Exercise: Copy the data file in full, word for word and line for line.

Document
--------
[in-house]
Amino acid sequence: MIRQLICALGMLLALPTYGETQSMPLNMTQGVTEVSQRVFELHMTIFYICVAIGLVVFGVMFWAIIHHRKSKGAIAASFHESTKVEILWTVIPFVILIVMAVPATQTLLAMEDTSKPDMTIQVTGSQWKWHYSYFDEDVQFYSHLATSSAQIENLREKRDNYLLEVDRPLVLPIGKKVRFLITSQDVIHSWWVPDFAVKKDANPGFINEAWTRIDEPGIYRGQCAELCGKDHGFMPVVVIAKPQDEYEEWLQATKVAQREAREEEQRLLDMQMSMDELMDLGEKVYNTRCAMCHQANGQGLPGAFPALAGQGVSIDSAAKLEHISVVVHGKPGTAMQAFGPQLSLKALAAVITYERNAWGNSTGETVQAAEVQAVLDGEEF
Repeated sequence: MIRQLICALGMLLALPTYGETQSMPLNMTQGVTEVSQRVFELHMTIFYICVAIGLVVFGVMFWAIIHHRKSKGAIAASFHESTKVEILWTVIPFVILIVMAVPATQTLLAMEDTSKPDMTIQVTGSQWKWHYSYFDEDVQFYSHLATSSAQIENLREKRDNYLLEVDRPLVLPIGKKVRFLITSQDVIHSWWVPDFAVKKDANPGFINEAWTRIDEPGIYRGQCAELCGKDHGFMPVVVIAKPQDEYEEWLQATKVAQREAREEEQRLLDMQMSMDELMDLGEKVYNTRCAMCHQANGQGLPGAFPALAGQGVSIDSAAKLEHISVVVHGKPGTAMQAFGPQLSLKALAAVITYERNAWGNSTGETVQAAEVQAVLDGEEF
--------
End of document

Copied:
[in-house]
Amino acid sequence: MIRQLICALGMLLALPTYGETQSMPLNMTQGVTEVSQRVFELHMTIFYICVAIGLVVFGVMFWAIIHHRKSKGAIAASFHESTKVEILWTVIPFVILIVMAVPATQTLLAMEDTSKPDMTIQVTGSQWKWHYSYFDEDVQFYSHLATSSAQIENLREKRDNYLLEVDRPLVLPIGKKVRFLITSQDVIHSWWVPDFAVKKDANPGFINEAWTRIDEPGIYRGQCAELCGKDHGFMPVVVIAKPQDEYEEWLQATKVAQREAREEEQRLLDMQMSMDELMDLGEKVYNTRCAMCHQANGQGLPGAFPALAGQGVSIDSAAKLEHISVVVHGKPGTAMQAFGPQLSLKALAAVITYERNAWGNSTGETVQAAEVQAVLDGEEF
Repeated sequence: MIRQLICALGMLLALPTYGETQSMPLNMTQGVTEVSQRVFELHMTIFYICVAIGLVVFGVMFWAIIHHRKSKGAIAASFHESTKVEILWTVIPFVILIVMAVPATQTLLAMEDTSKPDMTIQVTGSQWKWHYSYFDEDVQFYSHLATSSAQIENLREKRDNYLLEVDRPLVLPIGKKVRFLITSQDVIHSWWVPDFAVKKDANPGFINEAWTRIDEPGIYRGQCAELCGKDHGFMPVVVIAKPQDEYEEWLQATKVAQREAREEEQRLLDMQMSMDELMDLGEKVYNTRCAMCHQANGQGLPGAFPALAGQGVSIDSAAKLEHISVVVHGKPGTAMQAFGPQLSLKALAAVITYERNAWGNSTGETVQAAEVQAVLDGEEF